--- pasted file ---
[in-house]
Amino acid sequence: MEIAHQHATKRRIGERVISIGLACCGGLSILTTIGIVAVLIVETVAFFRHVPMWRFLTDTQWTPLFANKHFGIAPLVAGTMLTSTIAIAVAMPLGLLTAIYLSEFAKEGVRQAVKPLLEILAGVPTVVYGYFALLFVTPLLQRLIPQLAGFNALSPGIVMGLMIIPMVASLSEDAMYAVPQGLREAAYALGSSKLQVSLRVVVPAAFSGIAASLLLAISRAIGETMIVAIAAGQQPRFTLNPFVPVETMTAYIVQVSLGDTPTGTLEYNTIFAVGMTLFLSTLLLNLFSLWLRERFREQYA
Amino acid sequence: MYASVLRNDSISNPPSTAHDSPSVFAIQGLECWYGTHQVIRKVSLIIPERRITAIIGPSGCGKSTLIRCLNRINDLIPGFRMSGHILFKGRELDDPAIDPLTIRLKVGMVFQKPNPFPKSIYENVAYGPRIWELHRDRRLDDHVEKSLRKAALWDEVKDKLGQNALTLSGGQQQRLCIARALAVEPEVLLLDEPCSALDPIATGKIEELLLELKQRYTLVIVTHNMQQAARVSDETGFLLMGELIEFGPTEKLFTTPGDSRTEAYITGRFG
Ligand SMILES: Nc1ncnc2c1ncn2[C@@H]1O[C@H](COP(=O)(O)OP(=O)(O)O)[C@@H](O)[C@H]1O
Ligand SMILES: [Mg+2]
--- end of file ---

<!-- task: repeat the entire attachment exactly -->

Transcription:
[in-house]
Amino acid sequence: MEIAHQHATKRRIGERVISIGLACCGGLSILTTIGIVAVLIVETVAFFRHVPMWRFLTDTQWTPLFANKHFGIAPLVAGTMLTSTIAIAVAMPLGLLTAIYLSEFAKEGVRQAVKPLLEILAGVPTVVYGYFALLFVTPLLQRLIPQLAGFNALSPGIVMGLMIIPMVASLSEDAMYAVPQGLREAAYALGSSKLQVSLRVVVPAAFSGIAASLLLAISRAIGETMIVAIAAGQQPRFTLNPFVPVETMTAYIVQVSLGDTPTGTLEYNTIFAVGMTLFLSTLLLNLFSLWLRERFREQYA
Amino acid sequence: MYASVLRNDSISNPPSTAHDSPSVFAIQGLECWYGTHQVIRKVSLIIPERRITAIIGPSGCGKSTLIRCLNRINDLIPGFRMSGHILFKGRELDDPAIDPLTIRLKVGMVFQKPNPFPKSIYENVAYGPRIWELHRDRRLDDHVEKSLRKAALWDEVKDKLGQNALTLSGGQQQRLCIARALAVEPEVLLLDEPCSALDPIATGKIEELLLELKQRYTLVIVTHNMQQAARVSDETGFLLMGELIEFGPTEKLFTTPGDSRTEAYITGRFG
Ligand SMILES: Nc1ncnc2c1ncn2[C@@H]1O[C@H](COP(=O)(O)OP(=O)(O)O)[C@@H](O)[C@H]1O
Ligand SMILES: [Mg+2]